Anakin Skywalker: “The Jedi use their power for good.”
SCP: “Good is a point of view, Anakin. The Jedi point of view is not the only valid one. The Dark Lords of the Sith believe in security and justice, also. Yet they are considered by the Jedi to be...”
SCP: “The Sith and the Jedi are similar in almost every way, including their quest for greater power. The only difference between the two is that the Sith are not afraid of the Dark Side of the Force. That is why they are more powerful.”
In that exchange, Palpatine attempts to make evil look good and twists a foundational truth which the Jedi has built their very order upon: the desire to use their power for good. Later, he even tempts him with the “pride of life” (1 John 2:16). In appealing to his ego, he tempts the Jedi with the desire to become more powerful than any of his contemporaries (“Don't continue to a be a pawn of the Jedi Council! Ever since I've known you, you have been seeking a life of great significance, far more than any Jedi…”), and promises him that in joining forces with one another, they will be able to find a way to save Padmé from dying – thus alleviating his fears. To any Christian who has experienced any form of spiritual warfare, it’s clear that he knows Anakin’s weak spots and is looking for opportunities to lead him astray, just as the devil does for us too.
Yet we know that whilst Palpatine is a formidable opponent who has now assumed control of the galaxy in which Star Wars is set, he ultimately sits upon a throne of lies - which by the Skywalker trilogy’s end will crumble, because “everything that is covered up will be revealed, and all that is secret will be made known to all” (Luke 12:2, NLT). And the devil, whilst he too has placed the whole world under his rule (1 John 5:19), remains “a liar and the father of all lies” (John 8:44, GNT), as well as a “thief” who “comes only… to steal, kill, and destroy” (John 10:10, GNT). But God is infinitely greater and more powerful than the enemy, and His desire is that we would not fall under the devil’s control, but experience “a rich and satisfying life” (John 10:10, NLT) found in Him. Thanks to the atoning work of Jesus on the Cross, we can be forgiven of our sin, reconciled to Him and experience a life in which we need not fear, or seek to boost our ego through the things of this world, because we can find everlasting love and our complete worth in Christ alone. Unlike Anakin, we need not allow ourselves to give in to the temptations of a trickster who doesn’t care about us in the slightest, because if we invite Jesus to come and live within our hearts, “the one who is in you is greater than the one who is in the world” (1 John 4:4, NRSV) and we can trust, as well as cling to Him.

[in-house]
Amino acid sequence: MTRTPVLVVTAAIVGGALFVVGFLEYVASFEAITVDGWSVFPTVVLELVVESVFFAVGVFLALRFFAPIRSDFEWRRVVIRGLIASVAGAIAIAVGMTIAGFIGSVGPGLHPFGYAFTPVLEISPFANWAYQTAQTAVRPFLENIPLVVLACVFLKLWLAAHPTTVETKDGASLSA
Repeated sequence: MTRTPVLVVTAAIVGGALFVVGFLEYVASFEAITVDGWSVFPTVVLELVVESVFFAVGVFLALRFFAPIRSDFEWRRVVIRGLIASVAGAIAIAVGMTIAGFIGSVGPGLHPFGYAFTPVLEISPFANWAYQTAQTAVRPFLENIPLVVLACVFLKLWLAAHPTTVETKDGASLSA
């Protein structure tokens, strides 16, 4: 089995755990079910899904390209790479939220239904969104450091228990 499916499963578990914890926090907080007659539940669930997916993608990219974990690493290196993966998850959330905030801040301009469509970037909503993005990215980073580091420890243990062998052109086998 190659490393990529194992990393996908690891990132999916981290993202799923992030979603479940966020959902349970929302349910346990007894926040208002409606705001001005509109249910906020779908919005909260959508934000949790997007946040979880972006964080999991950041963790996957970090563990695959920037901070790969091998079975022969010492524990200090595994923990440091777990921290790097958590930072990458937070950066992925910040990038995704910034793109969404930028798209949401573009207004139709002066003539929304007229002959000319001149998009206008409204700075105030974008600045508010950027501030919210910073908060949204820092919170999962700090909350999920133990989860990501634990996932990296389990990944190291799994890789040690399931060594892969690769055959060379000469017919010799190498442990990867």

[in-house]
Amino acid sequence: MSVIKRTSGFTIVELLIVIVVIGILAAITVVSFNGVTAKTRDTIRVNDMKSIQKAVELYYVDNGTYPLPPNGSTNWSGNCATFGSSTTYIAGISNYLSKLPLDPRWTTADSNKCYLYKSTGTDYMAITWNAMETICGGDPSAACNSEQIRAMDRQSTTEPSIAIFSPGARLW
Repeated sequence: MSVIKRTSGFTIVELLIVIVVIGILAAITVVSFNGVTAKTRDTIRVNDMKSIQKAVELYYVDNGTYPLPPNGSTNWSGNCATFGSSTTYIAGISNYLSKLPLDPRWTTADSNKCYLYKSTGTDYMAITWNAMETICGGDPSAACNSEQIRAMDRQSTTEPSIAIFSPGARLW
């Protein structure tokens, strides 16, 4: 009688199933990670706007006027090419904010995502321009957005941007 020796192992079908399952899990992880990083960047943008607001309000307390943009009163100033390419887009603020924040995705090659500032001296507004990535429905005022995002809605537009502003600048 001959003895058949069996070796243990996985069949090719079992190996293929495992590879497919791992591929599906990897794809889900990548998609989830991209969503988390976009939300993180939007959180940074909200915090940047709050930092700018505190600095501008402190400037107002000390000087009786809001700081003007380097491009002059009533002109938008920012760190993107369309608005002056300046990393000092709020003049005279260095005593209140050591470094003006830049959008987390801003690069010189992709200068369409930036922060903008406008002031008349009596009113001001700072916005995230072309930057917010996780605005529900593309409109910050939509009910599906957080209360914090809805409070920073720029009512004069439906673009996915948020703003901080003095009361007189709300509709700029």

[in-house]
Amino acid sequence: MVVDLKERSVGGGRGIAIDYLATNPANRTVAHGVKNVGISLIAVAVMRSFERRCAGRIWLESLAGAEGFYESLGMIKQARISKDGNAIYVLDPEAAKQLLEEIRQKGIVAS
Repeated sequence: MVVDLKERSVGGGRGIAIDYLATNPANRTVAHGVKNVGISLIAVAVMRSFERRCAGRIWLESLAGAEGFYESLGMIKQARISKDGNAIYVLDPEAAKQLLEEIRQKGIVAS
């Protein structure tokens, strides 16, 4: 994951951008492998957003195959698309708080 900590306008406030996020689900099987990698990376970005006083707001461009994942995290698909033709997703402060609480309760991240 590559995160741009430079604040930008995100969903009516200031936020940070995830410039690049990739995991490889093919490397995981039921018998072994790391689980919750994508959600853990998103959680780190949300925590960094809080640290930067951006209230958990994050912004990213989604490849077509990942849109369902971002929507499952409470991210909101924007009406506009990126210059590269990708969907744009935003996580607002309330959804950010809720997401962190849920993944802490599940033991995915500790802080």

Why not prayerfully invite a friend or family member who doesn’t yet know Jesus, to watch Star Wars: Episode III - Revenge of the Sith for themselves? Use the film’s themes to ask them what they thought of the film, if they spotted any links to Christianity and what they might think of the Gospel’s response to this subject.
If you feel able to, ask them if they believe in the existence of both light and darkness in this world – the latter of which is vying for our attention? If they answer yes, ask them why they believe that. Prompt them to consider the existence of God and the devil but share about how whilst the enemy makes many attempts to control our lives, God wants to bring us freedom found in relationship with Him.
Take the opportunity to share the hope of the Gospel message with them, encouraging them in the knowledge that whilst the enemy is cunning, we believe in the One who is more powerful than anyone and has overcome the world, so that we might be united with Him – now and forever! So, why not invite them to turn from their sin, put their trust in Him and walk into dependable friendship with Him, today?
Prior to watching the film for yourself, however, take a moment to pray that God would speak to you through the show. If you feel comfortable, pray this prayer over all your future, film-watching experiences:
Dear Lord, as I watch this film, I ask that you would be present here with me. Highlight to me anything within it that is honourable, anything that can be used in conversation for your Kingdom purposes. Amen.
Star Wars: Episode III - Revenge of the Sith is currently available to stream on Disney+ (U.K.)